Q:  “I’m not sure how to help my kids feel grateful for what they have and not just beg for more candy or toys. My kids have it so much better then I did when I was young. I tell them to say please and to share, but I know there is more I can do. What do you suggest?”

A:  Some people will be thinking of turkeys and pies on Thanksgiving and others will focus on an “attitude of gratitude” no matter what food is being served. It’s up to adults to teach children to be grateful for the goodness in their lives and learn to be compassionate towards others. This can be a challenge when parents are busy or under stress, but keep in mind that children learn their values from you and the other important people in their lives.

There are many reasons to teach our children to be grateful, aside from being polite by saying “thank you.”  Research shows that people who practice gratitude feel happier, and are more enthusiastic and interested in life, and are less stressed.

Gratitude is a value and a virtue that is learned from others, and it is strengthened through practice.

Here are some ways to teach children to be grateful all year long:

Show them by demonstrating gratitude in their presence. When you take a walk, be intentional about noticing the beautiful leaves on the tree or the lovely sunset. Show appreciation for the store clerk who helped you find something. Your attitude towards others will rub off on your kids since gratitude is contagious. Watch TV shows or read books with your kids that represent the values you respect. On Thanksgiving or at dinnertime each night go around the room and say something that you’re grateful for.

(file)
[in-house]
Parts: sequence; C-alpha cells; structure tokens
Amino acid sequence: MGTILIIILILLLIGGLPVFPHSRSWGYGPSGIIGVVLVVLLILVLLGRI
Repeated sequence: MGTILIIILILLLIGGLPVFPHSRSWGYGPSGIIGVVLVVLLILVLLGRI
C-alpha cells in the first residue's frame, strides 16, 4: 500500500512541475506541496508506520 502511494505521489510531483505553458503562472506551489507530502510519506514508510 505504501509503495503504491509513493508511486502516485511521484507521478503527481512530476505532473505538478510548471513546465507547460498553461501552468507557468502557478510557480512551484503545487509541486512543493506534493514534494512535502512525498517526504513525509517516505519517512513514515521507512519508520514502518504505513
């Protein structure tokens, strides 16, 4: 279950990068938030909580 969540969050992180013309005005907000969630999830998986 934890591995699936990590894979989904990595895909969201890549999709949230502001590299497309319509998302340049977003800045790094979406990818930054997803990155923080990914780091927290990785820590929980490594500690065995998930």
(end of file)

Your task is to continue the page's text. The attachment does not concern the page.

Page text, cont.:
Help others who need your assistance, and include your children so they will realize how fortunate they are. Perhaps you’ll bring some turkey soup to a neighbor who is sick, or some warm clothes to a shelter.

Appreciate your children when they are kind or grateful. You can make a gratitude jar by using any container. Have some scratch paper and markers near by so that family members can write down or draw pictures of things they feel grateful for and place the paper in the jar. You can open the jar each week and read what others have written. You can also teach older kids to make a gratitude journal that they write in each night.

Be mindful of your negative attitudes or talking bad about others. Your children will also learn that from you.

Gratitude is an attitude that we can come back to even when we’re under stress. It takes practice, and over time you will find out how you and your children will benefit from the little things you do that bring meaning to your life.

Take a minute to think about the things you’re grateful for.

By Rona Renner, RN